Sunrise in the fog
Canoe ride on the Rapti River

We walked in the jungle with both our guides, armed with bamboo sticks. We saw some spotted deers and a crocodile. We took many breaks during the day as it was very hot and the animals don’t move much during the day. About an hour after following tiger prints (and smelling a fresh pee marking) we took another break. We walked some more and spotted many birds including peacocks, countless butterflies, many deers (spotted and smaller ones too), monkeys, 3 crocodiles (Gharial and Mugger crocodile), another rhino and some wild chickens. We crossed the river back to the village at 5pm. We said thank you to the guides and went for a well-deserved shower after walking all day in the sun. 
Our guide looking for wildlife 
Deers on the side of the Rapti River

Our second day in Chitwan was spent mostly enjoying the warm weather from our balcony. On our third day, we went for a second safari, this time leaving for a 2 day/1 night tour. We woke up early again and met our guides in town this time. They had already arranged the park entrance permits so we sat in the long wooden boat and started our second expedition on the Rapti River. We saw many birds on our way despite of the thick fog. Our guide was very good, pointing all the different type of birds and the many crocodiles. After about 3 hours of boating, with a small stretching break in the middle, we arrived to the next village. It felt good to be back on dry land after spending the first part of our expedition on small wooden benches which are very hard on the back and bottom.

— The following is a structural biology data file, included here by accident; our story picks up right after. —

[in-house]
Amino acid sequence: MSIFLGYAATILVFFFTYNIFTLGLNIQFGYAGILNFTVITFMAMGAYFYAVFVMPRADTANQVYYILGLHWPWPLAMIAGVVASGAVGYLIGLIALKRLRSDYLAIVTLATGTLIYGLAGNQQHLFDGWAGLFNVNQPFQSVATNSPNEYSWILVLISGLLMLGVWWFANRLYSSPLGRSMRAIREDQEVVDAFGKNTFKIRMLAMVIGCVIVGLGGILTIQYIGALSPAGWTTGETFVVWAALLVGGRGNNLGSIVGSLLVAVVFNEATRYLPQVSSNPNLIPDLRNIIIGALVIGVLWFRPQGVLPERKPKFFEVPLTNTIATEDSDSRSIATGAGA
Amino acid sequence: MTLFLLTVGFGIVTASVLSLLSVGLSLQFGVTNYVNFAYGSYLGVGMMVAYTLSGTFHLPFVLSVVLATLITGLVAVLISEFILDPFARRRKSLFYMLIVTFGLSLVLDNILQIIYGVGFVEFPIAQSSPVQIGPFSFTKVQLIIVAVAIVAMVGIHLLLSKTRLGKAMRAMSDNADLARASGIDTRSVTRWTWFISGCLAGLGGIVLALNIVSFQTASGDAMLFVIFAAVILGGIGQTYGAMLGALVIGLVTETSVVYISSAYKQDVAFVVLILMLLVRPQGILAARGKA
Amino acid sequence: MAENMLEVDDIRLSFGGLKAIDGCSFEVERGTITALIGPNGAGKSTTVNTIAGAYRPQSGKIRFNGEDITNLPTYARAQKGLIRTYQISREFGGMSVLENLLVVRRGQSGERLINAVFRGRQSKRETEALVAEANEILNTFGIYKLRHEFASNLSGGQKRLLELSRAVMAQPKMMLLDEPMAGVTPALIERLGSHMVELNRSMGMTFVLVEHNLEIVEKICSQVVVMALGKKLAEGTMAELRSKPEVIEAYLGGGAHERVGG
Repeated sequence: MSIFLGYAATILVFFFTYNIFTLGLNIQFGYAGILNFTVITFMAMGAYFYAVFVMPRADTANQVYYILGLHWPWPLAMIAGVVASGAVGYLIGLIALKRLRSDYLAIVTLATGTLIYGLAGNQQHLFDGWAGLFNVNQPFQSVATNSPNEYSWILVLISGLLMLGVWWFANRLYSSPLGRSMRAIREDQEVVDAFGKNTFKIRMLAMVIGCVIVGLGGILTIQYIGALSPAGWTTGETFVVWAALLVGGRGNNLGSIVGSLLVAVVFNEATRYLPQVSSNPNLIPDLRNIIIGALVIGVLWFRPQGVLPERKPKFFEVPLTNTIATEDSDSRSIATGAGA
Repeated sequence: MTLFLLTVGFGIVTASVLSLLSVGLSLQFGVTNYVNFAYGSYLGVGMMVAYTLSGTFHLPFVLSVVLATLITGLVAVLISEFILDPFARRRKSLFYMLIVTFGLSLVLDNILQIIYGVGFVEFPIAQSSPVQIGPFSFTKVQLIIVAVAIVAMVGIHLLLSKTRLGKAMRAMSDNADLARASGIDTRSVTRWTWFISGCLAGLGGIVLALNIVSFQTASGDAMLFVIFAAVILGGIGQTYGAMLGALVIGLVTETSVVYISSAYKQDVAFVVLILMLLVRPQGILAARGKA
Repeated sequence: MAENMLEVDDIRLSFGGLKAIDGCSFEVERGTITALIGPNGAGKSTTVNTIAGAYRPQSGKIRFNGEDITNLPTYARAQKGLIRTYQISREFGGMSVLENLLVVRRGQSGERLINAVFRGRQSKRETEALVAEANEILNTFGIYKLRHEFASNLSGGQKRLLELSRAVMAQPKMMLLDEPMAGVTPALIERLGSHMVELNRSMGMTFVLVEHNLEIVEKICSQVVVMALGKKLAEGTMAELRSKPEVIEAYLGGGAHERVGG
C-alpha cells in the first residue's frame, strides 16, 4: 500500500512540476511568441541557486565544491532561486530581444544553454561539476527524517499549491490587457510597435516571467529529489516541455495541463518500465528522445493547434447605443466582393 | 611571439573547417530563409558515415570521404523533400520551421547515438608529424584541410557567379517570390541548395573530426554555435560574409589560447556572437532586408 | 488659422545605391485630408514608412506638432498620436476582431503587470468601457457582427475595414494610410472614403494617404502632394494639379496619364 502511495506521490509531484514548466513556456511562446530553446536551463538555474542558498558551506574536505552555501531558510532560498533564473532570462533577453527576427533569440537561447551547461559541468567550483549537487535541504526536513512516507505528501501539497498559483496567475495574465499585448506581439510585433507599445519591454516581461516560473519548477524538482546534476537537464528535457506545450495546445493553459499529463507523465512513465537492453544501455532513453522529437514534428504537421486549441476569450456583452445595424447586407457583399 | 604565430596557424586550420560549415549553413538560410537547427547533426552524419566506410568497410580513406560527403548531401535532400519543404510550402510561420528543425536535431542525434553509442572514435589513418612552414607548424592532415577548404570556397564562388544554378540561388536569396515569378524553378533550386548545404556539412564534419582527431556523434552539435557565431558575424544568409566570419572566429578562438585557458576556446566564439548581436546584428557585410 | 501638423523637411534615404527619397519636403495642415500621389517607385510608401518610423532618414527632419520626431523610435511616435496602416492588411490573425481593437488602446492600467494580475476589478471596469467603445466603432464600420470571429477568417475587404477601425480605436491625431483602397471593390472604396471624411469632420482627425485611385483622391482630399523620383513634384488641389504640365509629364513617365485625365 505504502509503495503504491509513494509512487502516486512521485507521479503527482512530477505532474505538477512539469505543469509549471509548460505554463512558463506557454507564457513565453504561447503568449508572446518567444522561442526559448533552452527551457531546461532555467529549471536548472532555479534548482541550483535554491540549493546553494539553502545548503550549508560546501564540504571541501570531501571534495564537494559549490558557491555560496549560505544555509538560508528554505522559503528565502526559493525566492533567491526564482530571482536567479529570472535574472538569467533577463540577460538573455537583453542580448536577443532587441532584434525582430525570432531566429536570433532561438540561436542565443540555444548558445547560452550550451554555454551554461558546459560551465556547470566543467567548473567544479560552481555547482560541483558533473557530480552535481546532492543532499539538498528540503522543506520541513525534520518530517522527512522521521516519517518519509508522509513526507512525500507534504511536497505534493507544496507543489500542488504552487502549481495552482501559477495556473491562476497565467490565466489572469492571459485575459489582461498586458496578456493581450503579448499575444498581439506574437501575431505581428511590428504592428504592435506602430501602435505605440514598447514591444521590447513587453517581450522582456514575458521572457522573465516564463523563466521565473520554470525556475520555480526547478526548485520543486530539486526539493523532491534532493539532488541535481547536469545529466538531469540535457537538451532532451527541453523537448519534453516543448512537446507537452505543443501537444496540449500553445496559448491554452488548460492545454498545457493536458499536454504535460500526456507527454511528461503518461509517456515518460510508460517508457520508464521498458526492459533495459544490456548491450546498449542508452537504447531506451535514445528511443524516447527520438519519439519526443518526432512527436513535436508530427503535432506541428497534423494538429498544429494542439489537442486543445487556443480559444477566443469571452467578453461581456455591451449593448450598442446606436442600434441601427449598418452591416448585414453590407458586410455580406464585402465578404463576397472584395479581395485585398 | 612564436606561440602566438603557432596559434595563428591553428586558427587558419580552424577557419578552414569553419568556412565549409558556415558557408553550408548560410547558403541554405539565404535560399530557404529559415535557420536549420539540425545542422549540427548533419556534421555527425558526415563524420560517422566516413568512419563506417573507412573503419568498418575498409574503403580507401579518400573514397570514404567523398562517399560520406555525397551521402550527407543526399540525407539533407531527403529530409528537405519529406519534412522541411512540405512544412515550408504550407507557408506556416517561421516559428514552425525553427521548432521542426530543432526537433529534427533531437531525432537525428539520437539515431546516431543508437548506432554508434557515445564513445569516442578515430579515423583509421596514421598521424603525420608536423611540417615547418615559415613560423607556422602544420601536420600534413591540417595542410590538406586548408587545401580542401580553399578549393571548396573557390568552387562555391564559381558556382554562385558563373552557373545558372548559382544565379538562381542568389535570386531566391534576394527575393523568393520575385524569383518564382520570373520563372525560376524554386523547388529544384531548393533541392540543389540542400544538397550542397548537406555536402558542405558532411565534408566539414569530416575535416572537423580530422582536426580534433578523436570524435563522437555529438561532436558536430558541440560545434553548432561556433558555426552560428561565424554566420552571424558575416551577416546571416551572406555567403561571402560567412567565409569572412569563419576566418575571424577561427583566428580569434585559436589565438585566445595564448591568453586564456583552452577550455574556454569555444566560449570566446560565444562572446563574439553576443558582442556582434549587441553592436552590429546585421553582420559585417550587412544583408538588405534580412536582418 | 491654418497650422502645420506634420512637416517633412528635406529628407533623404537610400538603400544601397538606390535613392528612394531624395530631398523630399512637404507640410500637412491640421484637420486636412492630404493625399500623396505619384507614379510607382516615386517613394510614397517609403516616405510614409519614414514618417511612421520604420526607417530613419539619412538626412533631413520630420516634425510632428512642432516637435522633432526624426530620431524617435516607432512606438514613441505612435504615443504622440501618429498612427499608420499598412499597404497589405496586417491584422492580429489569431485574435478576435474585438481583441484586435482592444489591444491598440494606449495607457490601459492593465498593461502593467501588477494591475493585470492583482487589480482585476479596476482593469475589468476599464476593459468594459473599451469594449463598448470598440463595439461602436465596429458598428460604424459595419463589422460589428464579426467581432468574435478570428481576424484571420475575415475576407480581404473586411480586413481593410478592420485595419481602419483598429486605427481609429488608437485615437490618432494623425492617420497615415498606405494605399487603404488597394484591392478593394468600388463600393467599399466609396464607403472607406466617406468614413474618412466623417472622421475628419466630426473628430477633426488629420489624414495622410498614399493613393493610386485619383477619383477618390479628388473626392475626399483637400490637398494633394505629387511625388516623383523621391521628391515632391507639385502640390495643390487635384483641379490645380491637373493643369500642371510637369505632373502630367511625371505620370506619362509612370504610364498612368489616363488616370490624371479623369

Our second guide on the long boat ride
Mugger Crocodile
Gharial Crocodile

We followed the guide through the very long grass keeping an eye open for wildlife and hoping for a tiger or a leopard. Unfortunately we didn’t see them. When we arrived closer to a long lake, a rhino got out of the bushes right behind us. We looked at it for a few minutes while it was wondering if we were a treat or not. We walked to a tall watchtower to have lunch. The rhino decided it was bath time and went in the water just in front of the tower. We watched it for about an hour while having our lunch. It really seemed to enjoy its bath, but at one point it needed to go to the toilet, so he walked out of the water, peed for what seemed like forever, and went right back in the lake. Later on, another group caught up with us and the rhino must have thought it wasn’t quiet enough anymore because it went back in the forest.